Sarah Randolph is the outreach and communications director at Birmingham Audubon, a 72-year-old non-profit organization and chapter of the National Audubon Society that is dedicated to the enjoyment and conservation of birds, their habitats, and the natural world. She spent some time with us recently to talk about her education at in the College of Arts and Sciences and how it prepared her for her career.
Randolph graduated from UAB in 2008 with a degree in communication studies and a concentration in communications management. She minored in marketing in the Collat School of Business. A transfer student, she transitioned to UAB in 2003 after starting her degree at Jefferson State Community College.
"I started out a business major at Jeff State, but as I was transferring to UAB, I was becoming more environmentally conscious," she says. "This career that I now have at Birmingham Audubon, I had really sought it for 10 years. As I learned about climate change and other issues, I wondered how could I use my strengths in English and math to help a cause, because not only can you market products, you can also market ideas. Communications is a very versatile degree, it's prevalent in everything and if you can learn how to master communications, then you can excel in any field."
Journey to Audubon
Randolph says the training she got in the Department of Communication Studies prepared her well for the work she does today, as did some of the jobs she took before landing her position at Birmingham Audubon.
"I've used my degree in many facets of my career: communications marketing, some public relations, some event coordination," she says. "I worked my way through college in the back office and then in the marketing and communications office of Pro-Equities, which is a broker-dealer for Protective Life. After that, I moved out West and was the marketing manager for the Arapaho Basin Ski Area, but I came back to Alabama because I didn't like the cold!"
Another opportunity returned her to UAB—this time as an employee, not a student. "After I moved back to Birmingham, I went to work for UAB in development because I was looking to get into the non-profit sector after spending most of my career in the private sector," she says. "I could see the potential in having a development background tied in with my communications and marketing experience and how that could launch my career in yet another direction."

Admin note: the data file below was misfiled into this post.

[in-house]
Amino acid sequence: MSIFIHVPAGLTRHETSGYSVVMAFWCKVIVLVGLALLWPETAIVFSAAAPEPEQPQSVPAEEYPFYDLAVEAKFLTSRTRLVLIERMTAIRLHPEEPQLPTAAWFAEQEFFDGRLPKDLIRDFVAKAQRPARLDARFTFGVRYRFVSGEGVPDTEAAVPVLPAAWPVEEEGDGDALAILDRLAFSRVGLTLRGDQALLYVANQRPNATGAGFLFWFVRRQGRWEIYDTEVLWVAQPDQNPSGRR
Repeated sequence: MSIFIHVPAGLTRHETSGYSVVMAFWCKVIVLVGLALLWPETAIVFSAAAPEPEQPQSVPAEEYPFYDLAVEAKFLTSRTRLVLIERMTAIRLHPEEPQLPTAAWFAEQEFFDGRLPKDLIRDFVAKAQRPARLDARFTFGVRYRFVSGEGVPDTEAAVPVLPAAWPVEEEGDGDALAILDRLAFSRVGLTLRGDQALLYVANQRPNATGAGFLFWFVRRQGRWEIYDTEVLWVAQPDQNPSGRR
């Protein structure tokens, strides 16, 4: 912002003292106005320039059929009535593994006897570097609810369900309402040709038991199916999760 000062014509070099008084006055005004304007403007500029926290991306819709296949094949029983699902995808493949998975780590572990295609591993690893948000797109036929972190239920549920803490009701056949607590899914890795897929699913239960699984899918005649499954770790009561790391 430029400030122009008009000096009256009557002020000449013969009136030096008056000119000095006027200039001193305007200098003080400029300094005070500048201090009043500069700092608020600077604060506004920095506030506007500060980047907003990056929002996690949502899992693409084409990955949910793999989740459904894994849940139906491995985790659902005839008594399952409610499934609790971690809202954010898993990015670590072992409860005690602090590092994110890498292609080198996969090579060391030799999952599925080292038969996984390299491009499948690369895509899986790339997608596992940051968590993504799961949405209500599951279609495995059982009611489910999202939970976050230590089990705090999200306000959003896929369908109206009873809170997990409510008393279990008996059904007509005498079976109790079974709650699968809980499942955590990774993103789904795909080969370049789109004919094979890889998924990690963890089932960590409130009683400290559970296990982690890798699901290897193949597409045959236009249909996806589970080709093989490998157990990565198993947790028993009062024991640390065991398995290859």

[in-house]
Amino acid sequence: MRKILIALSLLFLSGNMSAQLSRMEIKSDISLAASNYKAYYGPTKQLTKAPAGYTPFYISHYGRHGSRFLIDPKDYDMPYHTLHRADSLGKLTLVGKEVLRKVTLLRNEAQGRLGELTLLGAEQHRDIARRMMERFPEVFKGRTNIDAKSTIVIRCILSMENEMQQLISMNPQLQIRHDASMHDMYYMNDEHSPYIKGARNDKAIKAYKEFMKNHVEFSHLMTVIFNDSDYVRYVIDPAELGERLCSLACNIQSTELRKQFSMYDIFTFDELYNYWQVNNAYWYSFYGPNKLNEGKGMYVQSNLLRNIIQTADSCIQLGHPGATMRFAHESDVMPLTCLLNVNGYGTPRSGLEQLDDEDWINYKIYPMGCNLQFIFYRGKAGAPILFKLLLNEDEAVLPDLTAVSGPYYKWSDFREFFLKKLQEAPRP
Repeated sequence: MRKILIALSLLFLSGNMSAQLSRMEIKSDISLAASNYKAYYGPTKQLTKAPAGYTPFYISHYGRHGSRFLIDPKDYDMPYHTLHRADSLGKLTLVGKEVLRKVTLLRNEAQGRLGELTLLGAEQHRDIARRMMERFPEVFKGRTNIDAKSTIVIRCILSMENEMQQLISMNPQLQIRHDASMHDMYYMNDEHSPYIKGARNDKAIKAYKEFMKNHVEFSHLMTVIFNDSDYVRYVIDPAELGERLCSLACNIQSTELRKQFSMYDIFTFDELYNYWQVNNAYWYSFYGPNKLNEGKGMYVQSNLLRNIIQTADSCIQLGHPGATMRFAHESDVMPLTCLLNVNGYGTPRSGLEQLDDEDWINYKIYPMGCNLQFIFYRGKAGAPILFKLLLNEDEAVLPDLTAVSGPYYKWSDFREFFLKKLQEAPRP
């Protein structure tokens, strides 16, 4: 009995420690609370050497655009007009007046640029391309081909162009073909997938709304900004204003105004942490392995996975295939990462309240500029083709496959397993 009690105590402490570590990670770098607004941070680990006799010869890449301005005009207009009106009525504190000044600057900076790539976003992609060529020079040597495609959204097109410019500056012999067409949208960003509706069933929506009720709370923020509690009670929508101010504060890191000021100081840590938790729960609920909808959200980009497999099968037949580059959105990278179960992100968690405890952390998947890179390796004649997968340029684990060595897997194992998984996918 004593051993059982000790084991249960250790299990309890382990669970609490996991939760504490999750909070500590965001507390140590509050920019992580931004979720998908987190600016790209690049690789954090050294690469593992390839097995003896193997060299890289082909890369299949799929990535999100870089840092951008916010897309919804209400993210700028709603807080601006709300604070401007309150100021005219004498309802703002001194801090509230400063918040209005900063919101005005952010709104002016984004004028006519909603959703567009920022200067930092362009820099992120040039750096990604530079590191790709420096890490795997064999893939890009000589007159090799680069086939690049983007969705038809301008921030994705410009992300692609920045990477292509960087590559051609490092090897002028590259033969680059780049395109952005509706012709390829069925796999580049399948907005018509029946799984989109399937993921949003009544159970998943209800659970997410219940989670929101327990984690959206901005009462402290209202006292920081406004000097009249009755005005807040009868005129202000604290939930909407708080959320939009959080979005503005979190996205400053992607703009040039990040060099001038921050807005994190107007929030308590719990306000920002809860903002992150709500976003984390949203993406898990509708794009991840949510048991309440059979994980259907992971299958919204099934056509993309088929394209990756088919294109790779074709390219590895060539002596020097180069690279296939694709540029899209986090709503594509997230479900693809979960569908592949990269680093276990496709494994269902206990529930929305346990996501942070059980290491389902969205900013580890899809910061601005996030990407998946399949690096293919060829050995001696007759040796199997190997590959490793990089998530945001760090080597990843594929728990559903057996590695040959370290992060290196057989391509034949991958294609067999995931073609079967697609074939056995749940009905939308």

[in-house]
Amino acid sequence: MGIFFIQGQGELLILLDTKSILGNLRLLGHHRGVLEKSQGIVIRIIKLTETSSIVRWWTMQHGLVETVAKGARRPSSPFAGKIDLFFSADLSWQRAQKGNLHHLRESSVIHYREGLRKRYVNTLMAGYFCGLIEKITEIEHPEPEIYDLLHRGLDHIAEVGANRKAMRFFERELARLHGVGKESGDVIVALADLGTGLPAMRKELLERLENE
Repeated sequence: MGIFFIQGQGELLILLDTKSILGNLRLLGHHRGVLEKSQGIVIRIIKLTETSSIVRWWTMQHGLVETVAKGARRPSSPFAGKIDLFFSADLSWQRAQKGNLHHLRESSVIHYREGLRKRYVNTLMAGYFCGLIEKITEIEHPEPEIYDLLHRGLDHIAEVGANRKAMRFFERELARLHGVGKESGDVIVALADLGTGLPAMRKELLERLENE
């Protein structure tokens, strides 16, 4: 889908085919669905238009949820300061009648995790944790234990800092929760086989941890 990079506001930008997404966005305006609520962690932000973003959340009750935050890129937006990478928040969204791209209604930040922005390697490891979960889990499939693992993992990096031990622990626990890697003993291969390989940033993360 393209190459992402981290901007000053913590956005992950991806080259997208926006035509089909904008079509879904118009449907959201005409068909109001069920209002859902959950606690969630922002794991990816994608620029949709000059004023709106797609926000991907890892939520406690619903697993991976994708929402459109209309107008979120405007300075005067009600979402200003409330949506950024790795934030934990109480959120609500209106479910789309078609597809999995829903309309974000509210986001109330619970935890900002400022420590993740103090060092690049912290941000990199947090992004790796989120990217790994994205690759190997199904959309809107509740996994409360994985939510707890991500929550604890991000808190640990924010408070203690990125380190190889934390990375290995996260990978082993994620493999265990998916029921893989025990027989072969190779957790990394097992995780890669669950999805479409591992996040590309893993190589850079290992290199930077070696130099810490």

Alabama—Sweet Home for Birds
That direction pointed her to Birmingham Audubon, where Sarah is charged with communicating the organization's goals and impact, as well as working to connect it to the city and state. "Our mission is to promote conservation and a greater knowledge of birds through habitat and the natural world," she says. "So, anything we can do to promote the state's Forever Wild program, saving some of Alabama's last natural resources through habitat, and improving natural habitat for birds are our goals."
With Randolph's help, Birmingham Audubon has recently partnered with Putnam Middle School on a habitat restoration project. "We're hoping to continue to steward the land there for the next 10 years because it's a great habitat for brown-headed nuthatches, and there are some white-eye vireo, red-shouldered hawks and other birds there as well," she explains. "The school also has a nature trail and an outdoor classroom, so it's improving the lives of the students there, which is a big push for us as well. We had about 60 people attend that event, including Mayor Woodfin."
Birmingham's Chimney Swifts
Randolph says that, even with the hundreds of bird species native to and migrating through Alabama, sometimes the best approach is to focus on an individual bird—especially one with an urban habitat. "We've been trying to support the chimney swift with a lot of conservation efforts, like building chimney swift towers throughout Birmingham," she says. "We recently installed a tower on top of the McWane Science Center parking deck. We have three 'Swift Nights' a year [where people can watch the birds flying above the city]. Most people don't realize those flights are happening. They are an amazing species: they migrate to the headwaters of the Amazon every year and then they come back, but they're losing habitat we're losing a lot of these old chimneys that they've been roosting in because of all of the new development in Birmingham."
"It's so rewarding when people can make that connection and say, 'That's a cool urban bird that we have here and I don't know much about them and I want to learn more,'" she says. "My goal is to find ways to engage more people and to get a broader more diverse community going to these events, caring about birds, learning about nature. It's great to be able to use my communications degree and experiences to help make that happen."
To learn more about Birmingham Audubon, visit birminghamaudubon.org. Photos courtesy of Birmingham Audubon.